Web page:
PAUSE Highlights: The Return of The Bandana Print

By April 24, 2020Featured, Style, Trending

An Iconic Print

From ASAP Rocky wearing LOEWE’s bandana print shirt at fashion week to Drake wearing a blue paisley print Visvim jacket to an NBA game, the paisley bandana print has been sporadically finding itself on the backs of some of the biggest sartorial stars without being awarded much attention.

With a rich history that brings with it a wealth of references, the print has been adopted by subcultures for centuries and has come to represent rebellion, which many labels from streetwear to high fashion have used to put their own spin on bandanas, using the pattern for everything from bags to shoes to jackets.

Often coming with a hefty price tag, Japanese brands have been specifically prevalent in reworking bandana prints. Visvim, Kapital and Children of The Discordance have all experimented with the print. As the interest in Japanese fashion, especially archive pieces, continues to increase these are selling for huge amounts on resell sites – Visvim garments that feature the print have sold for over $3,500 on Grailed.

Beyond Japanese labels, it has been used regularly in streetwear; Supreme has been known to use the print across many pieces, including a very hyped North Face collaboration, and Travis Scott recently used a bandana print on his latest pair of Nike SB Dunk’s.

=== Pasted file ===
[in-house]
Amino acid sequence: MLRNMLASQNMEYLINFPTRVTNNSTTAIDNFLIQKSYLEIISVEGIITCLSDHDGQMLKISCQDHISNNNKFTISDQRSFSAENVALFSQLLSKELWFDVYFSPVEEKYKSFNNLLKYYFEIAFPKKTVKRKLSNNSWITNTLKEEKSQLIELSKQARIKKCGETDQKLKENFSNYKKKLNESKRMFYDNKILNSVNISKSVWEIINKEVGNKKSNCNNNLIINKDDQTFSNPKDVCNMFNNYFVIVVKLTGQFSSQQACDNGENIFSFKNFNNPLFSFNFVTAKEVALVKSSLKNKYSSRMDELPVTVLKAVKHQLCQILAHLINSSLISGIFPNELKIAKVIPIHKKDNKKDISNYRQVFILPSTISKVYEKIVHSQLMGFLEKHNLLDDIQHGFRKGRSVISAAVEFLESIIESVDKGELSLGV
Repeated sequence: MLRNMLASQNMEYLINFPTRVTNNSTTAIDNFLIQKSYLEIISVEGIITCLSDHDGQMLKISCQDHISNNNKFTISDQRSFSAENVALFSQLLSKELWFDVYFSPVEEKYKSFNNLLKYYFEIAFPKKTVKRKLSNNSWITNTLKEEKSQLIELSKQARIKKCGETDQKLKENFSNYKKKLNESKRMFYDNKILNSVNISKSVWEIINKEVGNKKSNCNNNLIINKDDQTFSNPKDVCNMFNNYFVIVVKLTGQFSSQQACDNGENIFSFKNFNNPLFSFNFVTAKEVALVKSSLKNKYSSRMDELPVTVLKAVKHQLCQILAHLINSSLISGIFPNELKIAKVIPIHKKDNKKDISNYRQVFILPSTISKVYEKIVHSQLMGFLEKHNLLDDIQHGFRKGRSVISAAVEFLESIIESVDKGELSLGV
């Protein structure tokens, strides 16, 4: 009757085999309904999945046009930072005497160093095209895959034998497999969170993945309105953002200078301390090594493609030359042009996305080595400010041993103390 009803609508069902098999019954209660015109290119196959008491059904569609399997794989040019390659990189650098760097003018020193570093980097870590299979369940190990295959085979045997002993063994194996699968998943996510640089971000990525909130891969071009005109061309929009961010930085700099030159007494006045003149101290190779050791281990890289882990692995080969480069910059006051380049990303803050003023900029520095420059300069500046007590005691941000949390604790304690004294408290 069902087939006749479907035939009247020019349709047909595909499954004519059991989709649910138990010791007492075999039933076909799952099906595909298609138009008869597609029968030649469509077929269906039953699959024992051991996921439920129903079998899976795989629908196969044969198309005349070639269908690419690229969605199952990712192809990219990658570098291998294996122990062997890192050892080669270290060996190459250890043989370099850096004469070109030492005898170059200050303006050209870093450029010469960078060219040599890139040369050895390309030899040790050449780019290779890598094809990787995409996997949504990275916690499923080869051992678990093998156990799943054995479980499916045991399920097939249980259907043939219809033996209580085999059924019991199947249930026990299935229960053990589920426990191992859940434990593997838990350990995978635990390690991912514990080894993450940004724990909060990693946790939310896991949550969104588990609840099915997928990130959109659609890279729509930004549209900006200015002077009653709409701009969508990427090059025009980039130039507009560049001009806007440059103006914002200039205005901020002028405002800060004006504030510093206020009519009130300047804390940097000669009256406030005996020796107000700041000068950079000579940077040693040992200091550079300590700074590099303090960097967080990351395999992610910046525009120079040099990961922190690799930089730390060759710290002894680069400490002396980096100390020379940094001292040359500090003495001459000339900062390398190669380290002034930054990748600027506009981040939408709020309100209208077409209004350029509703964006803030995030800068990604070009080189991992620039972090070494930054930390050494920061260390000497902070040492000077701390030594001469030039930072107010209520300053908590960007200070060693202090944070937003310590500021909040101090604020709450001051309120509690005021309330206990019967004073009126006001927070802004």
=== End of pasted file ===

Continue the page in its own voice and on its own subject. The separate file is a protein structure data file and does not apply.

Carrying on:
As the bridge between high fashion and streetwear continues to be practically non-existant, the print has also been found on the luxury house’s runway. The LOEWE Spring 2019 bandana shirt was an instant hit and Saint Laurent’s Spring 2019 show saw cowboy-inspired looks being accessorised with bandanas tied around the neck. This has caught on, and having a bandana tied around the neck can become quite a sophisticated statement which contrasts its often gritty history.

Beyond just style, the practical uses of bandanas are particularly relevant today as people are finding new ways to protect themselves from the spread of COVID-19, being pulled up over the face to act as a protective layer, similar to how the cowboys that Anthony Vaccarello was inspired from at Saint Laurent would use their bandanas. Doctors in America are even being advised to use bandanas as protection due to the shortage of face masks!

Since being introduced to the West, the paisley bandana print has morphed to represent much in Western society beyond cowboys, being adopted by LGBTQ communities, workers rights groups and women in the war. However, the pattern originates from Kashmir (formerly part of the Persian empire) and the print can be traced back to 221 AD.

The pattern was popular across Asia before bandanas were imported to the West in the eighteenth century where they became a symbol of wealth as their popularity caused prices to rocket. However, the most famous association with the print currently is gang culture, as many have used the prints to show their allegiance to various groups. The most famous of those rivalries is the Crips and Bloods whose red or blue bandanas have become a cultural signifier that was thrust into mainstream media through hip-hop and cinema.

Arguably the most stylistically relevant origin of the bandana is workwear, as it continues to inspire current collections and has become more than a trend.  Bandanas were a sign of rebellion in workwear, as they are responsible for the American term ‘Redneck’ due to coal miner union members wearing them as a protest symbol, a time which created many iconic images. Japanese brands like Kapital are very inspired by American workwear, as well as other labels who have been experimenting with bandanas recently such as Bare Knuckles and Prada – who had the accessory tightly wrapped and tied around models necks for Spring 2020.

Now a statement print in its own right – check out some of our current picks below.

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